In 1913, enterprising chemist T.L. Williams mixed together some coal power and petroleum jelly and invented modern mascara. He then mixed together his sister Mabel's name and the petroleum jelly brand Vaseline and invented the brand Maybelline for his new concoction, which is now the most commonly worn color cosmetic.
In my limited makeup arsenal, mascara is the must-have. If I could only choose one cosmetic to wear for the rest of my makeup-wearing days, mascara would be it because, to me, it enlivens my look in a way even bold lipstick can't, which means T.L. Williams is pretty much the patron saint of my face. But until recently, I hadn't deeply considered what it is about mascara and women's eyelashes in the particular that attract so much attention, time and money and, specifically, why we associate long lashes with femininity. Just take a look at Disney characters. The primary feminizing feature that distinguishes, say, a girl mouse from a boy mouse, or a girl duck from a boy duck, are lovely lashes and hairbows:
But the quirky thing about gender and eyelashes in a non-animated character populations is that I couldn't find any research suggesting men and women have different eyelash lengths. Long lashes aren't a female secondary sex trait. Women are just more often the ones who apply mascara, liner, falsies and whatnot to enhance their appearance, like strapping on a push-up bra or high heels. So why do we go to such great lengths?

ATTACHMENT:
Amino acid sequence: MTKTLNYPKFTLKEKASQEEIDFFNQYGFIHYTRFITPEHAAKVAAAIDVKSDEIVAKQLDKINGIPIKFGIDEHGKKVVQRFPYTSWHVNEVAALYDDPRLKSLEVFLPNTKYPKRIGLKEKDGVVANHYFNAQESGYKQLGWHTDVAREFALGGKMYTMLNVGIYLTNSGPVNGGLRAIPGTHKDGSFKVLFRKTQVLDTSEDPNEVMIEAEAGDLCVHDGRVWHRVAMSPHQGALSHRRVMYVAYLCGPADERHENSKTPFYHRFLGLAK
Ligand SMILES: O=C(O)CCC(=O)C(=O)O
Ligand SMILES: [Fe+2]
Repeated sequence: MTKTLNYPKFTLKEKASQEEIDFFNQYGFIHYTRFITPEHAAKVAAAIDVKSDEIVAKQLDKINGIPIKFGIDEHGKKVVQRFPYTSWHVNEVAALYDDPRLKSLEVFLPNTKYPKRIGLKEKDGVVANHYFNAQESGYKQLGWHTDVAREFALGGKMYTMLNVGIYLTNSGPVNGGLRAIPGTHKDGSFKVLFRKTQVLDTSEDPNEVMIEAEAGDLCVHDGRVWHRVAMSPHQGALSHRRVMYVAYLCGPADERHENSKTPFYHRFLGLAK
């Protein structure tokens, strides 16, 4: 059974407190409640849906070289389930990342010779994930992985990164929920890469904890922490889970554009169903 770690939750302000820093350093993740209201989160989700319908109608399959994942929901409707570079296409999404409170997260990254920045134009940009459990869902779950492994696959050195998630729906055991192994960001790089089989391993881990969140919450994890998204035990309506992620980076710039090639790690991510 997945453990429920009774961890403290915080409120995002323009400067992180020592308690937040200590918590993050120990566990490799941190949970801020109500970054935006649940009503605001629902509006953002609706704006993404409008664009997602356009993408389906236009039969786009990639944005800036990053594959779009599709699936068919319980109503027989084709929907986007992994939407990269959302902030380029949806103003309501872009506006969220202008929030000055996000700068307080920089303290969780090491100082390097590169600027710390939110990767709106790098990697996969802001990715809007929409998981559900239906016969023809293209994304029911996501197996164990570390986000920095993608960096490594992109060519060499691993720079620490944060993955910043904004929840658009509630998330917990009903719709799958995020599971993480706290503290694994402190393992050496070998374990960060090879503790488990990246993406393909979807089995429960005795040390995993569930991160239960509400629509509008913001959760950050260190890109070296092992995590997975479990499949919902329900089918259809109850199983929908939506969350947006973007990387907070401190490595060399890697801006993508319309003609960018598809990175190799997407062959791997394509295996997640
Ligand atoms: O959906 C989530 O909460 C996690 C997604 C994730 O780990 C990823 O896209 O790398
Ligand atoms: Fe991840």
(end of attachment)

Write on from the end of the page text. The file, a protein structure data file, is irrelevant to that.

Faces Around the World: A Cultural Encyclopedia of the Human Face briefly states: "...eyelashes are considered a sign of femininity because they make the eyes appear larger" and then quickly moves on.
Speaking to The New York Times for a trend piece on the growing popularity of eyelash extensions (thank you, Kim Kardashian), A Natural History of the Senses author and naturalist Diane Ackerman similarly offered: ""Eyelashes evolved to keep debris out of our delicate eyes, and long ones do suggest femininity and youth."
But what exactly is it about mini-hair halos around our eyeballs that evoke femininity and youth?
Not surprisingly, evolutionary biology has a theory about it that -- again, not surprisingly -- has a lot to do with babies. See, when we're born, our big ol' baby eyes are relatively huge in proportion to the rest of our face, and as we age, our faces grow larger but our eyes remain relatively the same size, which explains the youthful association of long lashes. And from there, youth denotes fertility, which circles us back around to babies. Also on the fertility front, David Givens, director of the Center for Nonverbal Studies, thinks the contrasting effect of dark mascara that brightens the whites of our eyes also signals good reproductive health.
On top of nature, there's plenty of nurture at work, too. Interwoven within these furry fertility signifiers are our cultural constructs of feminine sexuality, complete with batting eyelashes that suggest a coy submissiveness and currying male favor sexual or otherwise. Think about it: have you ever heard of a guy described as batting his lashes or straight women batting their lashes toward other women? Aside from Mr. Snuffleupagus, probably not.
And speaking of men, for all of this attention women -- myself included -- devote to their eyelashes, I found no contemporary research suggesting they're equally lash obsessed. In fact, anecdotal surveys suggest straight men find them most attractive when they appear the least enhanced. Then again, that's just the magic of a great mascara.